Anger mediates delusion link to violence in psychotic patients
medwireNews: Anger due to delusions appears to be a key factor explaining violent behavior in patients with acute psychosis, findings from the East London First Episode Psychosis Study show.
The population-attributable risk percentage of anger related to delusions was 30.8% for minor violence and 55.9% for serious violence, after taking into account gender, ethnicity, age, comorbid antisocial personality disorder, drug use, mania symptoms, and trait anger.
"The association was stronger for serious violence than for minor violence and the high attributable risk of anger due to delusions... has implications for preventive intervention and treatment," say Simone Ulrich (Queen Mary University of London, UK) and colleagues.
"If anger due to delusions could be identified and treated, a substantial number of violent incidents could potentially be prevented."
They used the Schedules for Clinical Assessment in Neuropsychiatry and Maudsley Assessment of Delusions Schedule to assess 458 individuals aged 18 to 64 years with first-episode psychosis.
There was a 38% prevalence of violence, with 12% of patients engaging in serious violence, defined as assault resulting in injury or involving use of a lethal weapon, threat with a lethal weapon, or sexual assault.
After taking into account demographic characteristics and comorbid psychopathology typically associated with violence in the general population, anger was the only affect due to delusions that was positively associated with violence, both minor and serious.
There were six delusions and one delusional characteristic that were significantly associated with anger, including being spied on, familiar people impersonated, persecution, conspiracy, threat/control override, and misidentification.
Of these, three highly prevalent delusions - persecution, being spied on, and conspiracy - were significantly associated with anger that led to serious violence specifically, while the association between minor violence and the delusion that familiar people are being impersonated was significantly, but only partially, mediated by anger.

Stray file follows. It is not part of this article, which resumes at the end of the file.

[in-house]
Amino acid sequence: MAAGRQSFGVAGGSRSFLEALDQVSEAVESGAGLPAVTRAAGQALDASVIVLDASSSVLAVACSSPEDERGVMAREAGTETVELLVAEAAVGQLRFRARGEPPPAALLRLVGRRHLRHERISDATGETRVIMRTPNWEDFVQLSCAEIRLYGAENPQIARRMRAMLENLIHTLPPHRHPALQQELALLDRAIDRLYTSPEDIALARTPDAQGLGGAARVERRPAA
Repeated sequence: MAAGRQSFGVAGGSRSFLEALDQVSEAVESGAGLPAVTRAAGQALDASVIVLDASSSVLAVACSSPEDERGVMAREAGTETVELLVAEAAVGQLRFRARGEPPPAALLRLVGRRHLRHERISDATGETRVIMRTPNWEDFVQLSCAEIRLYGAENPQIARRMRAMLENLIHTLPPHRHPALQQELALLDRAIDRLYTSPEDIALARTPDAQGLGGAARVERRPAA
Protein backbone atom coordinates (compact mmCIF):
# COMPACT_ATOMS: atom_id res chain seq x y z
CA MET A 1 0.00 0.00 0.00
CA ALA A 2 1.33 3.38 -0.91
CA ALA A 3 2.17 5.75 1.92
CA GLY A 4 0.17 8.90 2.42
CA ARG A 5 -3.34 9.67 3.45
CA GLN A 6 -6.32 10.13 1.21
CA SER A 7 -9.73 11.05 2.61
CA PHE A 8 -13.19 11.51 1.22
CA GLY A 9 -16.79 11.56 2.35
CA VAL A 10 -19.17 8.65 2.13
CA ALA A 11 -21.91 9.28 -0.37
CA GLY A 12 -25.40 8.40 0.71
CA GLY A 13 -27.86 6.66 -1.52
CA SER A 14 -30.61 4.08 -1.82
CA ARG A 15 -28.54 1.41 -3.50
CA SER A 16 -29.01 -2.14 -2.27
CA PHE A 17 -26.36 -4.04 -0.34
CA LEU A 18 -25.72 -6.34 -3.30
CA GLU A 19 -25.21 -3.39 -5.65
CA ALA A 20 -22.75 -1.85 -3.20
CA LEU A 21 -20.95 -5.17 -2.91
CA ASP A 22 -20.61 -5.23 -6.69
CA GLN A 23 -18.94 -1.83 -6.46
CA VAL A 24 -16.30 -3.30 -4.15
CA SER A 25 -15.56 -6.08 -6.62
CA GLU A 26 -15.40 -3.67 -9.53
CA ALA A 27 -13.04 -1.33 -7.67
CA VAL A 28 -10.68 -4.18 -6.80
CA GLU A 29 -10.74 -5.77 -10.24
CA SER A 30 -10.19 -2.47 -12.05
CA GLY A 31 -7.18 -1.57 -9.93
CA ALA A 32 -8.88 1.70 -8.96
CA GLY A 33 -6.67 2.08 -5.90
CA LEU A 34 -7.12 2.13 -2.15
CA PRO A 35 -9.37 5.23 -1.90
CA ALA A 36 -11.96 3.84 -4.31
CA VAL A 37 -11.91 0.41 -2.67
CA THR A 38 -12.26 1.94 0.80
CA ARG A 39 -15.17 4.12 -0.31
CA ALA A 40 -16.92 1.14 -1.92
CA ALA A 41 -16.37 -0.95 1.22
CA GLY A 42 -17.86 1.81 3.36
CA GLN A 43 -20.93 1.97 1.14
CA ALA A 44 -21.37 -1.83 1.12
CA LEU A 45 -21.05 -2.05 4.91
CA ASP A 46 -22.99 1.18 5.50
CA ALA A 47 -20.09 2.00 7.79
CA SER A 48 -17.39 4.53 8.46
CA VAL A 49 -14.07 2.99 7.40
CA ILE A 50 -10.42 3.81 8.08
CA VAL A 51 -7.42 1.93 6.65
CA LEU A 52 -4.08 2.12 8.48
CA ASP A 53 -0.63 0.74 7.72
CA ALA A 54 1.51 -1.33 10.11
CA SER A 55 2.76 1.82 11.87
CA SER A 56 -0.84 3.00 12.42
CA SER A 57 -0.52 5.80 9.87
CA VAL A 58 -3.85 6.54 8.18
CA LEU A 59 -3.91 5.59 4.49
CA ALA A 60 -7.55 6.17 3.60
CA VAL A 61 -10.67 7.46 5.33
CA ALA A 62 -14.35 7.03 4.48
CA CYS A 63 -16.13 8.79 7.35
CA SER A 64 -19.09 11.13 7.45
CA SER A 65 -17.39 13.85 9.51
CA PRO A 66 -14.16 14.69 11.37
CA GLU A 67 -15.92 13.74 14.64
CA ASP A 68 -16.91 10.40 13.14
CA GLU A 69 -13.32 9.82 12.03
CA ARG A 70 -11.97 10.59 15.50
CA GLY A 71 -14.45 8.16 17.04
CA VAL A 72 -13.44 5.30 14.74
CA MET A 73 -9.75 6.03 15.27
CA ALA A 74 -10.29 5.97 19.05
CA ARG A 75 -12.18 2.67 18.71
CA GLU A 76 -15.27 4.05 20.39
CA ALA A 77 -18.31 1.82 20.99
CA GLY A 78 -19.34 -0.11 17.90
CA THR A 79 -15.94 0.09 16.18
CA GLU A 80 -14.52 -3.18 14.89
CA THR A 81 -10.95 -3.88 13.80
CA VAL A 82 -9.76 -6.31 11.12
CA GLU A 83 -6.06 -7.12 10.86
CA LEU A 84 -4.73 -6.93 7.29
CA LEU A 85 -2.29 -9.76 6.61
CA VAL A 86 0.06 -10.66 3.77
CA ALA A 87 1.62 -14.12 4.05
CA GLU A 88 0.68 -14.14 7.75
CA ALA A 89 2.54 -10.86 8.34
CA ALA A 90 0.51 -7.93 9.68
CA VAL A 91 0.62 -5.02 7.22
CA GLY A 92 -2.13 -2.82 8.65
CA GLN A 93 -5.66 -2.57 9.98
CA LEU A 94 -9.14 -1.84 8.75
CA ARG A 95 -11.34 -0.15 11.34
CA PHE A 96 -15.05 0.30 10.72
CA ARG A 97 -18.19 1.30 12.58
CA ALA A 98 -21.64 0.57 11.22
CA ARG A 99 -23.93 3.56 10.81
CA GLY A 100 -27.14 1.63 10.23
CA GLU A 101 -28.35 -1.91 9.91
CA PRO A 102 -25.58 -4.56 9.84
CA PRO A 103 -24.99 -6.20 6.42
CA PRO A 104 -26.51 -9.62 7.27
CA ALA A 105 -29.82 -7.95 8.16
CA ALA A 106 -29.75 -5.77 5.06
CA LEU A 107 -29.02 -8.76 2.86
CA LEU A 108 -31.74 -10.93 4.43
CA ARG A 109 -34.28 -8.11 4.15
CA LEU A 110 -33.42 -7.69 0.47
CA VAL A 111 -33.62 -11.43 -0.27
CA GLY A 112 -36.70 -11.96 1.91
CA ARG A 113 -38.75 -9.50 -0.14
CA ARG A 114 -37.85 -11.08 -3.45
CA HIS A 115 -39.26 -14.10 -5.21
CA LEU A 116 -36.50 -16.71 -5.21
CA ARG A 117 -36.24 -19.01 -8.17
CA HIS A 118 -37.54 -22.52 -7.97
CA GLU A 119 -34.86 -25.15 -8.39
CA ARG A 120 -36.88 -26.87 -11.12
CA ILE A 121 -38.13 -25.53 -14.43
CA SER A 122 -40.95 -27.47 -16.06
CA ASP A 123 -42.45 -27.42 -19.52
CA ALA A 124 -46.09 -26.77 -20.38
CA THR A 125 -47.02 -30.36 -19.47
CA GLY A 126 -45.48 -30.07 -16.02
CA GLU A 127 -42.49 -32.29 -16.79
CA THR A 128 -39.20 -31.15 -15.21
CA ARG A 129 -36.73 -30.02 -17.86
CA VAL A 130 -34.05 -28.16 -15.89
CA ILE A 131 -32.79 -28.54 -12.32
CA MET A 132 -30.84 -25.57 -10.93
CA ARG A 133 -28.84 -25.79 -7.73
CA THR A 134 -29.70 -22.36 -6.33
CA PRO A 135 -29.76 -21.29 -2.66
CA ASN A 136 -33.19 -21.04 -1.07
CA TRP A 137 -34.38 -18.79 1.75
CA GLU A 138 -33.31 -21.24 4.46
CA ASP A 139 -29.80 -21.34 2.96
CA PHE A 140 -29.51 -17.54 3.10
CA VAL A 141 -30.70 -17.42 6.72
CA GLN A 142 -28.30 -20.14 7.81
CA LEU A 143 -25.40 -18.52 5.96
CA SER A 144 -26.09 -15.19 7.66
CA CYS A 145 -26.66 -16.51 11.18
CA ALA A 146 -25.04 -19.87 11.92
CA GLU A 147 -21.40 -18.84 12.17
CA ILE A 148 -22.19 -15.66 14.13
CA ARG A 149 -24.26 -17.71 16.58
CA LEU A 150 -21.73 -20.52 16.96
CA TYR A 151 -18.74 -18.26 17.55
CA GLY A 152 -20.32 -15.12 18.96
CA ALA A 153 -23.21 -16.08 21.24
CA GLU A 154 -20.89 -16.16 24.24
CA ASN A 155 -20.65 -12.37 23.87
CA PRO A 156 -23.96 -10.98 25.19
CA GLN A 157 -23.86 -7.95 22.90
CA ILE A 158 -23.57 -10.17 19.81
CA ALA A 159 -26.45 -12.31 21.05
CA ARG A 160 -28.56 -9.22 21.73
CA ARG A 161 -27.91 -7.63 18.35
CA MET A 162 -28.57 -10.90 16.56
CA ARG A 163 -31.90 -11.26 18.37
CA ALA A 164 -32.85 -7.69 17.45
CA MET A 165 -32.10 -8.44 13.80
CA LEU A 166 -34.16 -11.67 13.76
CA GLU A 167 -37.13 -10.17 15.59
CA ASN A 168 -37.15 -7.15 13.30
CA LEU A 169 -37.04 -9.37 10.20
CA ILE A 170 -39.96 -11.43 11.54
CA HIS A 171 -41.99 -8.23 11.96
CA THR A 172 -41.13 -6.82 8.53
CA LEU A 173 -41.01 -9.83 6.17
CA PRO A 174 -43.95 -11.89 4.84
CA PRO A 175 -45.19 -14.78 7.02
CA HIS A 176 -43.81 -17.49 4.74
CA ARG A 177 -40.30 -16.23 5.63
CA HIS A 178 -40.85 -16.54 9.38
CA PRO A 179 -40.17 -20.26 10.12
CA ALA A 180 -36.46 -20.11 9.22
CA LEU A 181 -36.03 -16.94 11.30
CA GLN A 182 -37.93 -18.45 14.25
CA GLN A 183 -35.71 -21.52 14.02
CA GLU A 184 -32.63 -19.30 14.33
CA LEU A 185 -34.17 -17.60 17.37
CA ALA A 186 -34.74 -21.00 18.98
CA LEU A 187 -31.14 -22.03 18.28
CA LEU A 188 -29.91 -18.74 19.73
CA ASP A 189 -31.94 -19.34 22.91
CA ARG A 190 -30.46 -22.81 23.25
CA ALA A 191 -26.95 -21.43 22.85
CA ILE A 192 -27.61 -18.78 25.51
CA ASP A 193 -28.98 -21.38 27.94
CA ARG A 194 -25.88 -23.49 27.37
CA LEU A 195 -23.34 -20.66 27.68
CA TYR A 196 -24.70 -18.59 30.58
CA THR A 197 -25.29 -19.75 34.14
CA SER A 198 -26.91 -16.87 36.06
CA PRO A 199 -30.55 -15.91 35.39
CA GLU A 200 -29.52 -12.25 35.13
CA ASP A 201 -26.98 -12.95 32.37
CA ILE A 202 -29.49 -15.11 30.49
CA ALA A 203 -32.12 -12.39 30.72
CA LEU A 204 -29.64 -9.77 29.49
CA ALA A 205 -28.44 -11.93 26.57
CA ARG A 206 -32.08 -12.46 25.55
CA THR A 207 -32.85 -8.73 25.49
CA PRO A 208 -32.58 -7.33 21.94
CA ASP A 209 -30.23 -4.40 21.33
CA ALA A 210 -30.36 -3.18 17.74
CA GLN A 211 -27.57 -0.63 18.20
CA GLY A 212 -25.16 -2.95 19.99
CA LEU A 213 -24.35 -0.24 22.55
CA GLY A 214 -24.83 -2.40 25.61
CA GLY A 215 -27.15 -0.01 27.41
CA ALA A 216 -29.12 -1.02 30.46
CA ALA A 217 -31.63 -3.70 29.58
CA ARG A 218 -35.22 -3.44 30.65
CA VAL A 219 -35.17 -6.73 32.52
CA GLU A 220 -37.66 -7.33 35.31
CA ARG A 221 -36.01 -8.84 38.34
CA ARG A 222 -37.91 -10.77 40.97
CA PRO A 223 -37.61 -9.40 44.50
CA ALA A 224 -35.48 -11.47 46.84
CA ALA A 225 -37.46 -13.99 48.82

The researchers note in JAMA Psychiatry that in addition to the mediating affect of anger, there was also evidence of a direct affect of delusions on minor violence, namely for bizarre delusions associated with smell, preoccupation with previous experiences, and hypochondriacal delusions. But these delusions were relatively uncommon.
Ulrich et al comment on the importance of being able to differentiate between "anger due to a delusion and anger as part of the delusion itself" in preventing future violence among deluded patients.
"If the anger is reactive to the delusional belief, it may be modifiable by treatment that specifically targets the anger," they explain.
"However, if it is part of the delusion itself, this would imply that treatment must simultaneously target the delusion and the associated anger."
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By Lucy Piper, Senior medwireNews Reporter